Last week’s ‘plant ident’, set up in the gardeners’ mess room
As well as being a Grade II listed garden with a fantastic history behind it, Nymans is also rated by Roy Lancaster as having a plant collection that is in the top five of gardens open to the public in England. We are therefore rightly very proud of that huge collection of very rare plants and because of that we try and make sure our staff and volunteers have as much knowledge of those plants as possible so that we can pass that information on to our visitors. With this in mind, each week a senior member of the garden team chooses a selection of plants that the rest of them team must try and identify and then learn a little bit more about. As you can see from the above picture, cuttings from each plant are placed in water on the window sill of the garden mess room for each set of ‘contestants’ to have a go at! In this week’s blog we thought we’d show you the plant choices from last week so that you can join in for yourselves at home. All of the plants in this ‘plant ident’ can be found in the Walled Garden so you won’t have to walk far to see all of them quite quickly if you pay us a visit…
Davidia involucrata var. vilmoriniana
Also known as the Handkerchief Tree, Dove Tree or Ghost Tree, Davidia involucrata was once considered to be the Holy Grail of exotic flora. Scottish plant hunter Augustine Henry first found a single tree in China, sending a preserved example back to Kew, but when another great plant hunter, Ernest Henry Wilson, was dispatched by the Veitch nursery in 1899 to bring back specimens, he found that it had been felled for building purposes! He later found a grove of the trees overhanging a sheer drop but still managed to collect some material. In 1901 his ship was wrecked on the journey home but Wilson managed heroically to save the Davidia specimens!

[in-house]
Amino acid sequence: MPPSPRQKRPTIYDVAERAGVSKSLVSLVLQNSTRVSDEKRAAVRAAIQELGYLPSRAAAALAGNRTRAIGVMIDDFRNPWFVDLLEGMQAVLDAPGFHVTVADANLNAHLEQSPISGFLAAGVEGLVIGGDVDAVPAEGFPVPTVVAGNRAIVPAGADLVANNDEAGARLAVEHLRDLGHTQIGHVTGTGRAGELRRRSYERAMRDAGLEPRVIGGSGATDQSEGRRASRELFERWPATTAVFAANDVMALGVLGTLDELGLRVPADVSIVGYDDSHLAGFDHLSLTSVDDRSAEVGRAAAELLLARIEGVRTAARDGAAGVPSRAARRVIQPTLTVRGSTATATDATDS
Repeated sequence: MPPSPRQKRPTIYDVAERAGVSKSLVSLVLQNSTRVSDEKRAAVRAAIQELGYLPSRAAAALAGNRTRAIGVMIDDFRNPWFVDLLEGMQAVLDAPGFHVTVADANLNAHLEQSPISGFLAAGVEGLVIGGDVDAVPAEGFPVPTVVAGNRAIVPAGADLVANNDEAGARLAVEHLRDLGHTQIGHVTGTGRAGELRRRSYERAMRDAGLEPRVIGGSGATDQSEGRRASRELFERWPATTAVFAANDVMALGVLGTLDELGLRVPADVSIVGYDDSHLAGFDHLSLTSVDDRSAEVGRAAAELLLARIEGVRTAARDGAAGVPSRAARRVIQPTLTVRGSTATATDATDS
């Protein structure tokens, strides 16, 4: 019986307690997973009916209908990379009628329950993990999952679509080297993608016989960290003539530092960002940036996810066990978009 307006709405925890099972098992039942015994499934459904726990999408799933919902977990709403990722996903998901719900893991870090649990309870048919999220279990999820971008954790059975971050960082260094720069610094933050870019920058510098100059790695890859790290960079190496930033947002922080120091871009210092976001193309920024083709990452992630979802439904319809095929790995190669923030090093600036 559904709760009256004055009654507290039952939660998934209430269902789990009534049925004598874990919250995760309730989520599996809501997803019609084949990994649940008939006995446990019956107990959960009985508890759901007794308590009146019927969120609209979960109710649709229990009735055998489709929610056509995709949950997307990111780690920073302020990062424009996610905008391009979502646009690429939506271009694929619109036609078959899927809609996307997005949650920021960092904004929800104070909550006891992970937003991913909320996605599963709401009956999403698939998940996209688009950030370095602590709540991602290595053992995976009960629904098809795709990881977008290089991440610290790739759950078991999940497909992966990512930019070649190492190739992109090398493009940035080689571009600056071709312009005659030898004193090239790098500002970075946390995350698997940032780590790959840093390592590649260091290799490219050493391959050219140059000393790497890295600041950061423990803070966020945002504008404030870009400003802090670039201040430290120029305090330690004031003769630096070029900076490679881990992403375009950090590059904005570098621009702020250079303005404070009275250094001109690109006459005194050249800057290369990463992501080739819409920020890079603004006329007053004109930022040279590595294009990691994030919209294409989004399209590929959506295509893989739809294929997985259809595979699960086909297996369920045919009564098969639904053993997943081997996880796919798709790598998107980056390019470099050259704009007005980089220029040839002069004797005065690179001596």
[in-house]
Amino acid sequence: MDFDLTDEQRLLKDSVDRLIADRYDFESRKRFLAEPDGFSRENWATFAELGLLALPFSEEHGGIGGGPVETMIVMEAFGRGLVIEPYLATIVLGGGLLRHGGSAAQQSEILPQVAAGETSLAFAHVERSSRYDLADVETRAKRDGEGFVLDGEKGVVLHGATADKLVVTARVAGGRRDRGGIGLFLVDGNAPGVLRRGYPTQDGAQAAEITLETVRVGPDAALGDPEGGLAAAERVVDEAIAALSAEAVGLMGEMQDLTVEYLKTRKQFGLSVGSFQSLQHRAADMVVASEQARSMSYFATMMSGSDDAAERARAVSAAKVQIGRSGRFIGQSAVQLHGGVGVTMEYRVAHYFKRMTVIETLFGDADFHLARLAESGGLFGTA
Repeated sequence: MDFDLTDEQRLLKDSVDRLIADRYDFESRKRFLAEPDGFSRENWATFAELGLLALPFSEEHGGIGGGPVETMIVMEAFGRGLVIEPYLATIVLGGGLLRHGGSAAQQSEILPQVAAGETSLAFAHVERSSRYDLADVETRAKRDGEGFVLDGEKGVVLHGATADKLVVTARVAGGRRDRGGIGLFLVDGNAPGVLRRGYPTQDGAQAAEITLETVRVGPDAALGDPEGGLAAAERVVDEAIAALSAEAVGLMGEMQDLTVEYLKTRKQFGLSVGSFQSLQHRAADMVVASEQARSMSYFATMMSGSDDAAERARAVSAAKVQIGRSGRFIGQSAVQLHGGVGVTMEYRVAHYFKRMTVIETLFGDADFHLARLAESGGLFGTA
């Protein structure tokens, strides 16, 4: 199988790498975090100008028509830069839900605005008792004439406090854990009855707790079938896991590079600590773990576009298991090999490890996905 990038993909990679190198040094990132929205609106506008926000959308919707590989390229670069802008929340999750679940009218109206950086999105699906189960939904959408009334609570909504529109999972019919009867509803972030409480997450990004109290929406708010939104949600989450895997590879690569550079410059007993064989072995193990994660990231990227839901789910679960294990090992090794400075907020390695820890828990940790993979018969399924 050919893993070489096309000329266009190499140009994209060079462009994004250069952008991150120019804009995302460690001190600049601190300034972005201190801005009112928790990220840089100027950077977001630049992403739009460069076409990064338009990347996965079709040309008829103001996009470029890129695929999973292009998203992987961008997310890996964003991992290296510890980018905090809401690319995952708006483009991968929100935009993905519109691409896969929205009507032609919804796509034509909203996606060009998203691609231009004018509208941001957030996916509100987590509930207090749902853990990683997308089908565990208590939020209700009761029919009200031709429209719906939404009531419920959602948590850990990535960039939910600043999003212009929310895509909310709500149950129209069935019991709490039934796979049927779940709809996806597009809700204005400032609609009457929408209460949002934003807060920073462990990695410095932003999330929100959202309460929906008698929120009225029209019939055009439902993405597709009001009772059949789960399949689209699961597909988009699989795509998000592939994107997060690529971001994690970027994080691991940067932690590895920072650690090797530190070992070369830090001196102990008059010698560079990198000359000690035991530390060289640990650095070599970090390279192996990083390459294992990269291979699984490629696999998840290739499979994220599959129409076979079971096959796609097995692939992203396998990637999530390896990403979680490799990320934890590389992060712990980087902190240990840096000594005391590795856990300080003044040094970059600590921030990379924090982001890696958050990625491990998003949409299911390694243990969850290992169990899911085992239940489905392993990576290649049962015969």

The fruit of the Handkerchief Tree
This tree is obviously usually know for the large white floral bracts in late Spring but at the moment lots of our visitors are interested in the hanging fruit too. Each fruit contains 6–10 seeds, which germinate erratically, while the trees themselves may need 10–20 years to flower. Native to south central and south west China, Davidia is named after Father Armand David, a French missionary and keen naturalist who lived in that region. The species name involucrata means ‘ring of bracts’.
Albizia julibrissin ‘Rosea’
Also known as the Persian Silk Tree, this blink-and-you’ll-miss-it beauty is currently flowering well in the Walled Garden, something it doesn’t necessarily do every year. Native to southwest and eastern Asia, it has been awarded the RHS Award of Garden Merit (AGM). The Genus was named after Italian nobleman Filippo Albizzi, who introduced the tree to Europe in the mid 18th century. The species name julibrissin is a corruption of the Persian word for ‘silk flower’.
The intricate foliage of the Persian Silk Tree
Another name for this plant is the Sleeping Tree. This is because the leaves slowly close up when it is dark or sometimes during heavy rain storms. This is obviously in response to light levels, the flowers also being more prolific at the top of the tree. This ‘Rosea’ cultivar is much more frost hardy then the generic form of the tree and therefore much better suited to the climate down here in Sussex.
Cornus kousa ‘Madame Butterfly’
Native to Korea, Japan, China and Taiwan, Cornus kousa is more commonly known as Chinese Dogwood. Some dogwoods are grown for their brightly coloured stems in Winter but these larger types bloom profusely in late Spring and through the Summer with large showy bracts surrounding the inconspicuous flowers. As we head into Autumn however, it is their fruit which is catching all the attention. These compound berries are actually quite sweet to taste if you can remove the flesh from the rough skin and are sometimes even used to make wine. There are plenty of other forms of Cornus here at Nymans. In fact in the Walled Garden alone you will also find the following:
Cornus ‘Gloria Birkett’